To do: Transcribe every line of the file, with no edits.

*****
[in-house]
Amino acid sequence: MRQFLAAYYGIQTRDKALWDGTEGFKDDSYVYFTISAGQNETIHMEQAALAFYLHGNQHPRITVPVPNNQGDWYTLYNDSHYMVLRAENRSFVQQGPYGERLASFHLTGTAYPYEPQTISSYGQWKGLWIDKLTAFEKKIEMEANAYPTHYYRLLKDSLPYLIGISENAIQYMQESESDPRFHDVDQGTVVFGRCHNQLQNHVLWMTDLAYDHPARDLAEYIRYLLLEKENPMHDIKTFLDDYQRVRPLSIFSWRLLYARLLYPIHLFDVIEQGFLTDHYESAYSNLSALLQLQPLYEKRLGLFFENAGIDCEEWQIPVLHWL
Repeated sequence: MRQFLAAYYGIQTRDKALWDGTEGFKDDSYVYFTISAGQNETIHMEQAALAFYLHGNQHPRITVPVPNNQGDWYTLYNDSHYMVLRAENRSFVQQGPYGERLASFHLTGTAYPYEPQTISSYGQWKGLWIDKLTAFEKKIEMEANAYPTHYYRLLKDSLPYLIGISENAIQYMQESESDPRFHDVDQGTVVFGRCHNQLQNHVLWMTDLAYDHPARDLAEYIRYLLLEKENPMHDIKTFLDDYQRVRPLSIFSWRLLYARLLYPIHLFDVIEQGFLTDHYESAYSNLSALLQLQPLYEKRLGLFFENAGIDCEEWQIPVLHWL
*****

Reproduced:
[in-house]
Amino acid sequence: MRQFLAAYYGIQTRDKALWDGTEGFKDDSYVYFTISAGQNETIHMEQAALAFYLHGNQHPRITVPVPNNQGDWYTLYNDSHYMVLRAENRSFVQQGPYGERLASFHLTGTAYPYEPQTISSYGQWKGLWIDKLTAFEKKIEMEANAYPTHYYRLLKDSLPYLIGISENAIQYMQESESDPRFHDVDQGTVVFGRCHNQLQNHVLWMTDLAYDHPARDLAEYIRYLLLEKENPMHDIKTFLDDYQRVRPLSIFSWRLLYARLLYPIHLFDVIEQGFLTDHYESAYSNLSALLQLQPLYEKRLGLFFENAGIDCEEWQIPVLHWL
Repeated sequence: MRQFLAAYYGIQTRDKALWDGTEGFKDDSYVYFTISAGQNETIHMEQAALAFYLHGNQHPRITVPVPNNQGDWYTLYNDSHYMVLRAENRSFVQQGPYGERLASFHLTGTAYPYEPQTISSYGQWKGLWIDKLTAFEKKIEMEANAYPTHYYRLLKDSLPYLIGISENAIQYMQESESDPRFHDVDQGTVVFGRCHNQLQNHVLWMTDLAYDHPARDLAEYIRYLLLEKENPMHDIKTFLDDYQRVRPLSIFSWRLLYARLLYPIHLFDVIEQGFLTDHYESAYSNLSALLQLQPLYEKRLGLFFENAGIDCEEWQIPVLHWL